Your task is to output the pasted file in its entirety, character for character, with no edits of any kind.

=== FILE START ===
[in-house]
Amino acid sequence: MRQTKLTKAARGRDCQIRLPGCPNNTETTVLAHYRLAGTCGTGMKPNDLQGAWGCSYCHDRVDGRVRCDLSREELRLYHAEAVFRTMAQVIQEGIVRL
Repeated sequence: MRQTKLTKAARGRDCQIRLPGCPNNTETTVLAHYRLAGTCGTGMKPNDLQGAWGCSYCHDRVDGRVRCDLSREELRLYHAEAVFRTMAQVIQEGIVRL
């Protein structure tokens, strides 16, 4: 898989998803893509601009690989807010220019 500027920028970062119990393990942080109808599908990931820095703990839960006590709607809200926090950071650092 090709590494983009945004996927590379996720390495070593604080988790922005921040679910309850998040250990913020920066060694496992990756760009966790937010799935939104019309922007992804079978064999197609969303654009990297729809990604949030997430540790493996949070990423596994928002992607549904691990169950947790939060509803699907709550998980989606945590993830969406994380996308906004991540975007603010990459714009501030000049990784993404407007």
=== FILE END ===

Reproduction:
[in-house]
Amino acid sequence: MRQTKLTKAARGRDCQIRLPGCPNNTETTVLAHYRLAGTCGTGMKPNDLQGAWGCSYCHDRVDGRVRCDLSREELRLYHAEAVFRTMAQVIQEGIVRL
Repeated sequence: MRQTKLTKAARGRDCQIRLPGCPNNTETTVLAHYRLAGTCGTGMKPNDLQGAWGCSYCHDRVDGRVRCDLSREELRLYHAEAVFRTMAQVIQEGIVRL
């Protein structure tokens, strides 16, 4: 898989998803893509601009690989807010220019 500027920028970062119990393990942080109808599908990931820095703990839960006590709607809200926090950071650092 090709590494983009945004996927590379996720390495070593604080988790922005921040679910309850998040250990913020920066060694496992990756760009966790937010799935939104019309922007992804079978064999197609969303654009990297729809990604949030997430540790493996949070990423596994928002992607549904691990169950947790939060509803699907709550998980989606945590993830969406994380996308906004991540975007603010990459714009501030000049990784993404407007």